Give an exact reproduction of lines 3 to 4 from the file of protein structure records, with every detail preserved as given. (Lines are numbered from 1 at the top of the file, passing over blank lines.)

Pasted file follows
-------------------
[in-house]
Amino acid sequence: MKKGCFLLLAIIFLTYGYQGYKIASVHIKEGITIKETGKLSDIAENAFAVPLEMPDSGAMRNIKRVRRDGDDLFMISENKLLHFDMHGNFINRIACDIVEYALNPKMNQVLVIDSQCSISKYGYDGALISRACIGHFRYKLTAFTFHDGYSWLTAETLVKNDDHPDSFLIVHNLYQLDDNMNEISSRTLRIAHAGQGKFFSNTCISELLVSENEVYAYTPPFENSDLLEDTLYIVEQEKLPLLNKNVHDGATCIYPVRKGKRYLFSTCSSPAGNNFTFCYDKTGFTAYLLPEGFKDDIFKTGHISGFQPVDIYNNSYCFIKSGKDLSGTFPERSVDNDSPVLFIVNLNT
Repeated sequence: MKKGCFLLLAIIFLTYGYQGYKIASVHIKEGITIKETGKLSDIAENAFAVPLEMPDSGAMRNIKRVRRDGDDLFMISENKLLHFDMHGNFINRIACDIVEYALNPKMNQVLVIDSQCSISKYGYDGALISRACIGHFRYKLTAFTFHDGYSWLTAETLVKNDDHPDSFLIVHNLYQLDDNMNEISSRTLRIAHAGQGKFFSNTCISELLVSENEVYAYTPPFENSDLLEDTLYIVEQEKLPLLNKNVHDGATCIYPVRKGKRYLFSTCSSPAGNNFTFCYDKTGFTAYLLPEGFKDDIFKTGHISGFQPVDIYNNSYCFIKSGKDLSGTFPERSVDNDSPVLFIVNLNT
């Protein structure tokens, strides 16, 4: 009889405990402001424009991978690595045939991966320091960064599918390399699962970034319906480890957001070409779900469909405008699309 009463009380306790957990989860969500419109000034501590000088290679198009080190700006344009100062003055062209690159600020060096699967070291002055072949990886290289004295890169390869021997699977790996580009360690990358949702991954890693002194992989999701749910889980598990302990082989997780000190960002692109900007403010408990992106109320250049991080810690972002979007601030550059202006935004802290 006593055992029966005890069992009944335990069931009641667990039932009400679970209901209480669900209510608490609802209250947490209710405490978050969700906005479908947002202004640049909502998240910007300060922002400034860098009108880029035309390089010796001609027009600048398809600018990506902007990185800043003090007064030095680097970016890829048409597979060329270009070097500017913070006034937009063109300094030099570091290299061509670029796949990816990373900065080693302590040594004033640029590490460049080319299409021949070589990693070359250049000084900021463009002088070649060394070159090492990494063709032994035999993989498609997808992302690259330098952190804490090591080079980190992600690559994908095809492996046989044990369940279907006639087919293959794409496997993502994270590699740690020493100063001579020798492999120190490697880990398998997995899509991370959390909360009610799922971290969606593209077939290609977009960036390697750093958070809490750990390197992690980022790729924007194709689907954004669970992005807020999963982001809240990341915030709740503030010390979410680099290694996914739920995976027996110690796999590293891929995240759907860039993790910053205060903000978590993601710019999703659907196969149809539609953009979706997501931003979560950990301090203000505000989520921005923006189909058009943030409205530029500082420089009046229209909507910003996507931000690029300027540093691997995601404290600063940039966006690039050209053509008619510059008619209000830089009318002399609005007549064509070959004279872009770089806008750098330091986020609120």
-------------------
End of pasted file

Repeated sequence: MKKGCFLLLAIIFLTYGYQGYKIASVHIKEGITIKETGKLSDIAENAFAVPLEMPDSGAMRNIKRVRRDGDDLFMISENKLLHFDMHGNFINRIACDIVEYALNPKMNQVLVIDSQCSISKYGYDGALISRACIGHFRYKLTAFTFHDGYSWLTAETLVKNDDHPDSFLIVHNLYQLDDNMNEISSRTLRIAHAGQGKFFSNTCISELLVSENEVYAYTPPFENSDLLEDTLYIVEQEKLPLLNKNVHDGATCIYPVRKGKRYLFSTCSSPAGNNFTFCYDKTGFTAYLLPEGFKDDIFKTGHISGFQPVDIYNNSYCFIKSGKDLSGTFPERSVDNDSPVLFIVNLNT
């Protein structure tokens, strides 16, 4: 009889405990402001424009991978690595045939991966320091960064599918390399699962970034319906480890957001070409779900469909405008699309 009463009380306790957990989860969500419109000034501590000088290679198009080190700006344009100062003055062209690159600020060096699967070291002055072949990886290289004295890169390869021997699977790996580009360690990358949702991954890693002194992989999701749910889980598990302990082989997780000190960002692109900007403010408990992106109320250049991080810690972002979007601030550059202006935004802290 006593055992029966005890069992009944335990069931009641667990039932009400679970209901209480669900209510608490609802209250947490209710405490978050969700906005479908947002202004640049909502998240910007300060922002400034860098009108880029035309390089010796001609027009600048398809600018990506902007990185800043003090007064030095680097970016890829048409597979060329270009070097500017913070006034937009063109300094030099570091290299061509670029796949990816990373900065080693302590040594004033640029590490460049080319299409021949070589990693070359250049000084900021463009002088070649060394070159090492990494063709032994035999993989498609997808992302690259330098952190804490090591080079980190992600690559994908095809492996046989044990369940279907006639087919293959794409496997993502994270590699740690020493100063001579020798492999120190490697880990398998997995899509991370959390909360009610799922971290969606593209077939290609977009960036390697750093958070809490750990390197992690980022790729924007194709689907954004669970992005807020999963982001809240990341915030709740503030010390979410680099290694996914739920995976027996110690796999590293891929995240759907860039993790910053205060903000978590993601710019999703659907196969149809539609953009979706997501931003979560950990301090203000505000989520921005923006189909058009943030409205530029500082420089009046229209909507910003996507931000690029300027540093691997995601404290600063940039966006690039050209053509008619510059008619209000830089009318002399609005007549064509070959004279872009770089806008750098330091986020609120």